Managing director and founder of new media agency Ritevac Media, Themba Ndala, has earned a reputation as a creative of note in media circles.
City Press met up with the Nkowankowa-born creative on the sidelines of Standard Bank Joy of Jazz and he articulated how he earned a reputation that differentiated him from other content creators.
Nkowankowa is a township near Tzaneen in the Limpopo province.
Growing up as a drummer boy in church, raised by a single parent and very influential music-loving uncles, Ndala’s life direction was always influenced by music and creativity.
In fact, so connected was his life to music that he credits his success to music and connections he made in music circles.
As an only child, Ndala was shielded from the concept of poverty and it was not until his family moved from a one-room shack to a section of the township that he realised that he was financially disadvantaged.
“I wanted to get to Cape Town and all I had was an acceptance letter. The plan was to get there, get registered and study; that was the plan. No family, no money and even my uncle was against the idea.
"My mother has never forced me to do things I do not want to do. I really appreciated that I had no red tape,” he said, laughing at his then post-matric game plan.
Arriving in the Mother City, he was fortunate to be received by a distant cousin who was already studying at Cape Peninsula Technikon and showed him around.
Fortunately his National Student Financial Aid Scheme application was successful and the scheme paid for his studies and accommodation.
It was while studying for computer science that he joined the local church and started playing drums again, and that became the gateway to his survival until he relocated to Johannesburg.
IT and drums, a recipe for success
In his first year of studies, he became disenchanted with computer science because of the theoretical elements and he headed to Cape Technikon to study information technology (IT).
“All I wanted was programming. I loved that. Not the theoretical stuff computer science was full of, and that’s when I found out the ideal course was IT,” he said of the reason he moved to the Cape Technikon in his second year.
His drumming skills also earned him invitations to join a jazz band led by the late Thula Ngcukana and Peter Ndlala and that’s when he played for some of the biggest names and travelled the world.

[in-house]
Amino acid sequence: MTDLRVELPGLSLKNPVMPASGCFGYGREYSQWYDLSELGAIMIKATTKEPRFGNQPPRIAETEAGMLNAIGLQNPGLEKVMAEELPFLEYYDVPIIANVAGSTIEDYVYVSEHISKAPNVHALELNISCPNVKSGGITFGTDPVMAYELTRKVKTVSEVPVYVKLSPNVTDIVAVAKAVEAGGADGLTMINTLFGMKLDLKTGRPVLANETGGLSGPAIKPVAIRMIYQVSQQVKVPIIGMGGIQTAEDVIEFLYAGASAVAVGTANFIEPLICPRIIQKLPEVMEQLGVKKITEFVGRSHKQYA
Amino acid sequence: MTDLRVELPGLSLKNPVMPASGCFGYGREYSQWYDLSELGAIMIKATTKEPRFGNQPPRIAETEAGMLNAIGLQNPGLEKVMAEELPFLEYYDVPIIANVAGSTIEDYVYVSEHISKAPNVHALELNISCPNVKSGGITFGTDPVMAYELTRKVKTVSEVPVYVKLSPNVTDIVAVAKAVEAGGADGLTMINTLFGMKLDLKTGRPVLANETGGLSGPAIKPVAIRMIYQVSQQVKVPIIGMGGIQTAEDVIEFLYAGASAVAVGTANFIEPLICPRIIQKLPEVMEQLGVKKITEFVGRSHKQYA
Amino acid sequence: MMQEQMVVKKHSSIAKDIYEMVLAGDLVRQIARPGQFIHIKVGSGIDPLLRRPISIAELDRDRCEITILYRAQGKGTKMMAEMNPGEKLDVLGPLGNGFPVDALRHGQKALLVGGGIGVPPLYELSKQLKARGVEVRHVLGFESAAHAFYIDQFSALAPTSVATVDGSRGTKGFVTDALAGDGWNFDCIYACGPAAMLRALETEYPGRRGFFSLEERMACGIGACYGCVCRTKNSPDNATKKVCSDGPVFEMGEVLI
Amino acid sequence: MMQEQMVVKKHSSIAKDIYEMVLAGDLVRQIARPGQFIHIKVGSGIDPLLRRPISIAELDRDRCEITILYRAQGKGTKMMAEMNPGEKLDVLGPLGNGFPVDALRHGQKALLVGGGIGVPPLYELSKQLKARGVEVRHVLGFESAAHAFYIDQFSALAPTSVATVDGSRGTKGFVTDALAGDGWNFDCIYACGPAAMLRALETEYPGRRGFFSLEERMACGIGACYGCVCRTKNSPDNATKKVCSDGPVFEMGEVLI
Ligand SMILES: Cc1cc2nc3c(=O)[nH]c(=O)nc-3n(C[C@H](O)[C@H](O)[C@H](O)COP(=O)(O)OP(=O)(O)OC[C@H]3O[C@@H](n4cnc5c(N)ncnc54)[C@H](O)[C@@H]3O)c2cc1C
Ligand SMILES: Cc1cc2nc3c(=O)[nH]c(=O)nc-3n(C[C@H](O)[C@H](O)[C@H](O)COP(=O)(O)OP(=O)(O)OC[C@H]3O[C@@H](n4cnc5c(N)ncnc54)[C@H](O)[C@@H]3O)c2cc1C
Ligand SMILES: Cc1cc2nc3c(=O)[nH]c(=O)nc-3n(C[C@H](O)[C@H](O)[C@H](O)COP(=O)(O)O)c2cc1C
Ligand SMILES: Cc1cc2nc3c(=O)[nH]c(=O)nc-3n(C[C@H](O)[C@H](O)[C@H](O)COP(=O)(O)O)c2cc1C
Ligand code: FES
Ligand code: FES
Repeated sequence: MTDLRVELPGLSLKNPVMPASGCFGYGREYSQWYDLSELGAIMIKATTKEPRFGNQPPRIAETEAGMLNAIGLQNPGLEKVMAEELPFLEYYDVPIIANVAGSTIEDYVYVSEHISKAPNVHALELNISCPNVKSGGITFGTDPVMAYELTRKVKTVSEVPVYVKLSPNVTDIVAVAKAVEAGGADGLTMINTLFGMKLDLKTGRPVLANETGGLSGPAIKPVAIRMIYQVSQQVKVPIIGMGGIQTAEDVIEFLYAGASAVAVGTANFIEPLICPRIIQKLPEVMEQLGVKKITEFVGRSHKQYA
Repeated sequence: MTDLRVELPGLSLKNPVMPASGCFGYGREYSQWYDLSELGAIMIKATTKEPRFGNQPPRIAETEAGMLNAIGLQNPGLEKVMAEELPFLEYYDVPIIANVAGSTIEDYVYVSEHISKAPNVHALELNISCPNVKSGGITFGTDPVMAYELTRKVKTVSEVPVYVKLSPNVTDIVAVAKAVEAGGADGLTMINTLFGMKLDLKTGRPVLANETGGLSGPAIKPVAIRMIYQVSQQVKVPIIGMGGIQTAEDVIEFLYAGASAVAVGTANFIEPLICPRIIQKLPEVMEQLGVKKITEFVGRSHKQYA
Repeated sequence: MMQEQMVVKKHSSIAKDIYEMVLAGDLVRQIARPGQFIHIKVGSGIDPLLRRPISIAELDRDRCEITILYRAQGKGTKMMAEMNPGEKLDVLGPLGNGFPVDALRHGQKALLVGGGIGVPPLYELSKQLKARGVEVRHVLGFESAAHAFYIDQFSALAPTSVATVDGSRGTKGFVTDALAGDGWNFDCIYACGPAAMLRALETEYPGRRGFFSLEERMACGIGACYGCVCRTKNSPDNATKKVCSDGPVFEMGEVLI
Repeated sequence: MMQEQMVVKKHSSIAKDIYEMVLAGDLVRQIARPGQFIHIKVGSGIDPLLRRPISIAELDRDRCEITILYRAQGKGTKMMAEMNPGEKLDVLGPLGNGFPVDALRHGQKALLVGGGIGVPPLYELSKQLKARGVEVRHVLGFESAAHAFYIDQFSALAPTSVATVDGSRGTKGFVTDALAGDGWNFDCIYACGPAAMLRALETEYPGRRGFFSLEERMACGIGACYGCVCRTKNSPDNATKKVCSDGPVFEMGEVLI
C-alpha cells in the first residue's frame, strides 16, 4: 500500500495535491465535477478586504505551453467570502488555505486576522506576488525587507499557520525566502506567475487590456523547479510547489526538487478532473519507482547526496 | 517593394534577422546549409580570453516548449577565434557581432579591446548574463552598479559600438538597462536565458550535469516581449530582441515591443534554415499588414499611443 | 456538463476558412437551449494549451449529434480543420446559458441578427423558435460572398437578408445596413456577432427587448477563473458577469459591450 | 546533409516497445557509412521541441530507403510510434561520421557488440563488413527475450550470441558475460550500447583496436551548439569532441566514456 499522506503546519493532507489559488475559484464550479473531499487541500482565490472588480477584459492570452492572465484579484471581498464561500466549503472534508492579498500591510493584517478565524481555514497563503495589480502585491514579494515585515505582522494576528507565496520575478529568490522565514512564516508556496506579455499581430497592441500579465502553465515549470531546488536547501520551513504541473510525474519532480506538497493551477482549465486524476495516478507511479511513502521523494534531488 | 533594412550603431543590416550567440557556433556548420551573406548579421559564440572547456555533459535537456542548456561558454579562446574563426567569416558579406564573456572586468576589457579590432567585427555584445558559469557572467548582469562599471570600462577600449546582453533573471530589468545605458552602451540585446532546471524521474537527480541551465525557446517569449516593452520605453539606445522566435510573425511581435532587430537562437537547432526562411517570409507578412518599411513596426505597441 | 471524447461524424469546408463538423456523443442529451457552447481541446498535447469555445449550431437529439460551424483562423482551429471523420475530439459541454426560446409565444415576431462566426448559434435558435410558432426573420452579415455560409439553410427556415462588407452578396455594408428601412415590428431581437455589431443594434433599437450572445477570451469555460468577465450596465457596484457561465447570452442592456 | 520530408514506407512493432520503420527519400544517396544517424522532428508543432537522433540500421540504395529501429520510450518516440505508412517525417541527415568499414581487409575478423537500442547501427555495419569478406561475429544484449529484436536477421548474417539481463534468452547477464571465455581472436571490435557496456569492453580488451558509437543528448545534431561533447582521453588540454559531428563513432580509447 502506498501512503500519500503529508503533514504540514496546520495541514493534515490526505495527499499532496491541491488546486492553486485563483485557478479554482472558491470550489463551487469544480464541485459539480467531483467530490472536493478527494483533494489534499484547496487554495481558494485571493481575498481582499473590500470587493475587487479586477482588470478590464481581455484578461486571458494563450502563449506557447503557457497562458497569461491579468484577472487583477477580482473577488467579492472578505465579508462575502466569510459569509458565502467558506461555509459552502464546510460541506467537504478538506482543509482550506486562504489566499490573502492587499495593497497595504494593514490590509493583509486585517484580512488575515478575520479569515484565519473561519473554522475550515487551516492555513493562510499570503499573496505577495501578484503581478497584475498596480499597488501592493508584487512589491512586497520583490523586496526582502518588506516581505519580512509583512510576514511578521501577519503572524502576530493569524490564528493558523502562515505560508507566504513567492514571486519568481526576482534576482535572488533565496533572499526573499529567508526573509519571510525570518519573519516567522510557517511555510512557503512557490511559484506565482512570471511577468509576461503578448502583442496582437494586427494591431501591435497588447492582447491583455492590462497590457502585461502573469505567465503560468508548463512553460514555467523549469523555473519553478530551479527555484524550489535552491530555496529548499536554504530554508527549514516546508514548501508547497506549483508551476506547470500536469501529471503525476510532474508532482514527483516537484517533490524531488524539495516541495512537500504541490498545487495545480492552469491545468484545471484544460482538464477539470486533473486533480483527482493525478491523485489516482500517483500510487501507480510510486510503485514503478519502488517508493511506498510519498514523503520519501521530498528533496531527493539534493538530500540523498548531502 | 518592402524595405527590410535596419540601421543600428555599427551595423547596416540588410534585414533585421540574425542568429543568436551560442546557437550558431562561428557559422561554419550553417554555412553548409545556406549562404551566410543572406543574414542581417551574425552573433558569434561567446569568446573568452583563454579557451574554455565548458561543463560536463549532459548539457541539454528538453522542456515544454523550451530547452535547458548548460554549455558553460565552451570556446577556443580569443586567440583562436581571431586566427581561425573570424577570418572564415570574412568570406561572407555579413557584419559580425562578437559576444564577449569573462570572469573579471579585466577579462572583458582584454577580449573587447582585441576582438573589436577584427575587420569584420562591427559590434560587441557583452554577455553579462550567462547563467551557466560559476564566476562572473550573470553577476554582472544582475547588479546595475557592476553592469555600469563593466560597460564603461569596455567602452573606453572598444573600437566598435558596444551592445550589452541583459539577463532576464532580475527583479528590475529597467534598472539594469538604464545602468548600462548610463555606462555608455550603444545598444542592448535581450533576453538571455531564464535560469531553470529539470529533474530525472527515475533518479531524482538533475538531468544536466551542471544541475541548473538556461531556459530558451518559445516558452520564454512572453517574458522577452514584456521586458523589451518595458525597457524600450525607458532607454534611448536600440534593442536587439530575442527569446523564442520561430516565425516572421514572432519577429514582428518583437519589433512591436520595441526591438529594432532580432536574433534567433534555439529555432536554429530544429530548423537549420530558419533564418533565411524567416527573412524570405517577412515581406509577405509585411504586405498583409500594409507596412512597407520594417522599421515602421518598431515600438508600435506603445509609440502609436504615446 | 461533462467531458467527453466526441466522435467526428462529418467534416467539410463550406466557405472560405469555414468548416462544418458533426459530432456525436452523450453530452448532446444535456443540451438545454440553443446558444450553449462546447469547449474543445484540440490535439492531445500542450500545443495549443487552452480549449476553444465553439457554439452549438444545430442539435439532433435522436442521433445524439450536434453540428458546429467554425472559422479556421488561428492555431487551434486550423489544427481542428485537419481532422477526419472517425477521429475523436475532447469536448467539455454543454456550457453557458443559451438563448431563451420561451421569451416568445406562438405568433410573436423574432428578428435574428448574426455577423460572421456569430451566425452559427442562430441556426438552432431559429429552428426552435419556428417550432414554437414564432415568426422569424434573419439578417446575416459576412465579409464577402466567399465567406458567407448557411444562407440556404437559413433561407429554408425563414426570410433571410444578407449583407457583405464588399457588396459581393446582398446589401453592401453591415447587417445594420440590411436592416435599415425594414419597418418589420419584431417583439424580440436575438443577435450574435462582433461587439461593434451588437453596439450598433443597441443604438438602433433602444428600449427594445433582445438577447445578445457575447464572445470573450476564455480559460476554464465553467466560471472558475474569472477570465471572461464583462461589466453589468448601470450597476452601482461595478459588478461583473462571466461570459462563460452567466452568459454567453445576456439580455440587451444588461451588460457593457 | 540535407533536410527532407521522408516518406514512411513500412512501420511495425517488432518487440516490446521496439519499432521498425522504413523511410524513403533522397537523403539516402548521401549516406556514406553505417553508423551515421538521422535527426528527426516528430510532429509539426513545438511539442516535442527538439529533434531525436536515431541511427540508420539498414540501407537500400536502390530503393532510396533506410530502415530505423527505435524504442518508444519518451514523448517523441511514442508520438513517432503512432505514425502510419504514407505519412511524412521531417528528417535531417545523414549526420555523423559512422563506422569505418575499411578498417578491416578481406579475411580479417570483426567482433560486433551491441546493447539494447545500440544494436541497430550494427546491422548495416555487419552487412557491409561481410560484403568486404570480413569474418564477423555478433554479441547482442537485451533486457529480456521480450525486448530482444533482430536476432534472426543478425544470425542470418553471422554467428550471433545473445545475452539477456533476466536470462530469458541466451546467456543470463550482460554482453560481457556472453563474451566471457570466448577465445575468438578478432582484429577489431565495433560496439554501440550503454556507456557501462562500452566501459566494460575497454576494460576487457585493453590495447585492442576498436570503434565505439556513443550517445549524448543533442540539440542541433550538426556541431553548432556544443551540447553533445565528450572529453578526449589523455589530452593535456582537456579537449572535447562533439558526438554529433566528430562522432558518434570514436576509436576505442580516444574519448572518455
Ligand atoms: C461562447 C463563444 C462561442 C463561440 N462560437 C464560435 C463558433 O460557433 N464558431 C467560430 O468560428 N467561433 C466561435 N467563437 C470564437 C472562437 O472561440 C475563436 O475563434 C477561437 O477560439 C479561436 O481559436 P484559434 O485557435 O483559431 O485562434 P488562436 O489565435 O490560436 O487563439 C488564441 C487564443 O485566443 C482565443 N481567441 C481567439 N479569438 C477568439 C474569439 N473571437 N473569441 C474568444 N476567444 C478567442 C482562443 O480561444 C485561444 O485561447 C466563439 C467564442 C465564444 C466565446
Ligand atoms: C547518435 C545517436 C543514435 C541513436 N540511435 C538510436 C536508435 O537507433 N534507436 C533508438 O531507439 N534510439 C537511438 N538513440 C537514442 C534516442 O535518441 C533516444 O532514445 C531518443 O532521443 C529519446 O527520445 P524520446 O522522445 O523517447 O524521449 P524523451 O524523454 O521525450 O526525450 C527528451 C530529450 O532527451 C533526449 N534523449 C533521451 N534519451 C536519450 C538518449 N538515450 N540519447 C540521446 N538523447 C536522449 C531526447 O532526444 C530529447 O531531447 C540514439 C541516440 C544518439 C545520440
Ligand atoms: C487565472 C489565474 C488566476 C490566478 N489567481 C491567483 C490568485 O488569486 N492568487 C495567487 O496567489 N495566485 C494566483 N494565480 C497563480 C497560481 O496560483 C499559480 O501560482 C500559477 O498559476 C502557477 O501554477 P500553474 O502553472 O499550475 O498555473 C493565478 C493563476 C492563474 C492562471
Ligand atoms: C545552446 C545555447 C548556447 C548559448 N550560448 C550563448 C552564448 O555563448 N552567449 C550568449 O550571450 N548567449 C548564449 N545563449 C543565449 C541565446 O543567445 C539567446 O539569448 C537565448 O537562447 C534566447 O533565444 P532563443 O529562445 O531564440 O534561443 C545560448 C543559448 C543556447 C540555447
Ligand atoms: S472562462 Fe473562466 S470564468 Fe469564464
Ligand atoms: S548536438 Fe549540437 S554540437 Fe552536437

With his newfound job, he managed to make ends meet as a student and his popularity grew in band circles.
I worked with a lot of the jazz legends in this country and even got the opportunity of travelling abroad. I also got to see the dark side
In his last year, he experienced tough times so he put his studies on hold and started focusing on music and it was during that period that he joined legendary jazz musician Frank Paco’s band, Tucan Tucan, doubling as a graphic designer.
That graphic design job became the start of his new trade as he went on to design websites for car dealerships and soon his reputation as a drummer and graphic designer grew but, with a new born child and the associated increased financial burden, it was time to make another move.
That move was heading back home and there, with nothing much to live off, he developed a social media website that connected people from Limpopo province via chatrooms.
“That website had more than 5 000 registered users but, because of a lack of sponsors and advertisers, I had to shut it down. That’s when I decided to come to Gauteng,” he said.
The revival and reinvention
In 2008, after arriving in Johannesburg, as fate would have it, he reconnected with his music contacts and some of them needed website designers. His work attracted some of the biggest names in the local music industry and he ended up designing their websites and digital marketing.
In 2012, he joined gospel group Joyous Celebration as its head of digital marketing while also freelancing as a creative director for various digital media projects, and that is when he cut his business teeth.
“During my first year at Joyous, I worked for free because I needed a camera and I could not afford it. So they bought me a camera and it was a smart move because I could generate more money with the same camera as a freelance content creator, including shooting a music video,” he said.
Four years ago he opened Ritevac Media, an agency which has since been in charge of marketing some of the biggest productions and entertainment events in the country, including Standard Bank Joy of Jazz.
He is credited with introducing extra stages, specifically for developing artists, at the event, which is more than two decades old.
As a businessperson, he pointed out that cash flow was the biggest challenge he had to overcome because of late payments by clients.
He also explained that trust and transformation remained the biggest obstacles in the sector and the strategy needed to be different.
The best thing to do in order to transform is to build our own. We can fight to transform the big corporates all we want but we have a better shot starting our own
Ndala also said one of the lessons he has learnt is that there are some things that one needs to acquire while younger, so that they bear fruit later.
“The sooner you buy some things, the better, both in your personal life and in business,” he said.
His medium-term vision for Ritevac Media is to provide premium content to high-end clients and tap into the luxury fashion industry, as a fashion fanatic, in its expansion.